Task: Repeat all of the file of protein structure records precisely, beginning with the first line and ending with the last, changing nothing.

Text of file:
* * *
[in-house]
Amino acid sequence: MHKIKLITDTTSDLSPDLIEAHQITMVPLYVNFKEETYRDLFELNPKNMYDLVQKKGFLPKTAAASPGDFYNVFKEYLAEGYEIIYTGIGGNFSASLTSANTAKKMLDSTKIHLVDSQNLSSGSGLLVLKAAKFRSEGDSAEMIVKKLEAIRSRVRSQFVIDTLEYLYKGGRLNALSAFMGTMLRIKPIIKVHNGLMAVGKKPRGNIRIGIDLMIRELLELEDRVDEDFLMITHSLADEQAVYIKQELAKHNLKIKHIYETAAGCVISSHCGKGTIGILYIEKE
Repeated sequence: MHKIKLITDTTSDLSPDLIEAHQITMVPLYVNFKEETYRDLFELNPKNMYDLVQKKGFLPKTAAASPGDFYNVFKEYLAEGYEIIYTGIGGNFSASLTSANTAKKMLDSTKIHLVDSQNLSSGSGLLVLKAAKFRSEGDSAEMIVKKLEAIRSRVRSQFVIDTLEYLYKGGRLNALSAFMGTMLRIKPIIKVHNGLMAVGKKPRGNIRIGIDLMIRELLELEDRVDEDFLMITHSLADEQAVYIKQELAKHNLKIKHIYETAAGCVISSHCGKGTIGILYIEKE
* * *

[in-house]
Amino acid sequence: MHKIKLITDTTSDLSPDLIEAHQITMVPLYVNFKEETYRDLFELNPKNMYDLVQKKGFLPKTAAASPGDFYNVFKEYLAEGYEIIYTGIGGNFSASLTSANTAKKMLDSTKIHLVDSQNLSSGSGLLVLKAAKFRSEGDSAEMIVKKLEAIRSRVRSQFVIDTLEYLYKGGRLNALSAFMGTMLRIKPIIKVHNGLMAVGKKPRGNIRIGIDLMIRELLELEDRVDEDFLMITHSLADEQAVYIKQELAKHNLKIKHIYETAAGCVISSHCGKGTIGILYIEKE
Repeated sequence: MHKIKLITDTTSDLSPDLIEAHQITMVPLYVNFKEETYRDLFELNPKNMYDLVQKKGFLPKTAAASPGDFYNVFKEYLAEGYEIIYTGIGGNFSASLTSANTAKKMLDSTKIHLVDSQNLSSGSGLLVLKAAKFRSEGDSAEMIVKKLEAIRSRVRSQFVIDTLEYLYKGGRLNALSAFMGTMLRIKPIIKVHNGLMAVGKKPRGNIRIGIDLMIRELLELEDRVDEDFLMITHSLADEQAVYIKQELAKHNLKIKHIYETAAGCVISSHCGKGTIGILYIEKE